By Anthony M Magliocco MD
An interesting and important new study recently published in Nature gives new insights into possible targetable molecular mechanism linking chromosomal instability observed in some cancers and progession and metastasis.
A subset of cancers develop chromosomal instability via disjunction errors during mitosis. This can lead to highly aneuploid and abnormal karyotypes more prevalent in certain cancers than other. For example, ovarian cancer is notorious for developing a disrupted and unstable karyotype.
It appears that chromosomal instability in itself does not promote metastasis, however, in an intriguing observation it was noted that tumors with chromosomal instability also developed micronuclei when under mechanical stress.
These micronuclei are more prone to cytoplasmic rupture. Free DNA in the cytoplasm triggers a non-canonical NFkappaB cascade which may lead to mesenchymal transformation and a propensity to metastasis.
Interestingly cancers with high aneuploidy do not generally develop a high mutational burden such as cancers like melanoma. Nor do they tend to have targetable driver mutations.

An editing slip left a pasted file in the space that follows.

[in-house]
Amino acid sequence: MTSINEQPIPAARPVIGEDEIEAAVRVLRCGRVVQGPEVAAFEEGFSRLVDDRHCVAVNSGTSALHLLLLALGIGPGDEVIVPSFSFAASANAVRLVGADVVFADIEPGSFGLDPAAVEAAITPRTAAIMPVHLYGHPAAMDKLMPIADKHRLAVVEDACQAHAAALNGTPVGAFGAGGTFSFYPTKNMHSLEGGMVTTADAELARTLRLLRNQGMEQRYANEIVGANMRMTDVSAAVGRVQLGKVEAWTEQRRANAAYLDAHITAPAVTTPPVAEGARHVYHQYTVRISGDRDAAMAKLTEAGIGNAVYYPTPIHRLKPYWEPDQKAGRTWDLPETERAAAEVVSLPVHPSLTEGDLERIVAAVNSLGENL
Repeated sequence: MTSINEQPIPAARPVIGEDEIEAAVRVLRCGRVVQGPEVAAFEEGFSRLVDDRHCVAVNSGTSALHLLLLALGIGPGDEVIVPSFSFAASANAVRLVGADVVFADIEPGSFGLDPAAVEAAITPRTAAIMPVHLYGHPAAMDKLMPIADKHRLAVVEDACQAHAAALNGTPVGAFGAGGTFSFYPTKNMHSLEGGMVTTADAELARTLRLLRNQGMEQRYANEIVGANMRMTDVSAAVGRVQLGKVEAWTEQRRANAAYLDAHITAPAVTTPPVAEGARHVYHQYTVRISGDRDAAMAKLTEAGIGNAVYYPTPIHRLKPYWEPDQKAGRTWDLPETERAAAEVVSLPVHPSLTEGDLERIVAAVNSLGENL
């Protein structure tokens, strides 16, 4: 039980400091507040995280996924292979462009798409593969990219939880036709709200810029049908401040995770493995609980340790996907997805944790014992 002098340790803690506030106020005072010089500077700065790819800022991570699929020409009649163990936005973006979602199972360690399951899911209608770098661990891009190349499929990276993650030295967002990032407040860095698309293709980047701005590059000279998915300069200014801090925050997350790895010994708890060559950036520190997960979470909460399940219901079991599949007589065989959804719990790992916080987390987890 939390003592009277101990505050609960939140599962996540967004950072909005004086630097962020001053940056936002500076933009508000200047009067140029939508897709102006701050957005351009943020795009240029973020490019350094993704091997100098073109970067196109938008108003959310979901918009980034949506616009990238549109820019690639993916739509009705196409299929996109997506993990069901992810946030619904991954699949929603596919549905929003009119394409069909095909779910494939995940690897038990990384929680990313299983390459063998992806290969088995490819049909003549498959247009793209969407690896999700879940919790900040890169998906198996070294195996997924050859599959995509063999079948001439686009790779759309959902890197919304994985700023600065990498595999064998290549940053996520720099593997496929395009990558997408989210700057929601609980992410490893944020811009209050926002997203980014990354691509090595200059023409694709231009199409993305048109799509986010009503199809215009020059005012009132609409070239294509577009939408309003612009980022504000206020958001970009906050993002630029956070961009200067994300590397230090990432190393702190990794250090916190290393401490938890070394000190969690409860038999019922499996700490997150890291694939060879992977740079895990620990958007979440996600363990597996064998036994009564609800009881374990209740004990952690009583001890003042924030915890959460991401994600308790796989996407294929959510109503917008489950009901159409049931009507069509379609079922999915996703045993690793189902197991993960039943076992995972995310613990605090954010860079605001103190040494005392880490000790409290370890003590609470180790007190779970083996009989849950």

“Cytosolic DNA from micronuclear rupture appears to trigger non-cannonical NFKappaB signaling which could lead to tumor metastasis”
DNA in the cytoplasm triggers NFKappaB as part of a host response to viral infection, but cancer may subvert this mechanism. In addition, NFkappaB non-cannonical activation by cytosolic DNA from ruptured micronuclei may lead to a variety of effects immune activation which could assist with tumor metastasis.
These new insights into the consequences of chromosomal instability create opportunities for developing new therapeutic strategies for these types of cancer that lack specific driver mutations and significant neoantigen loads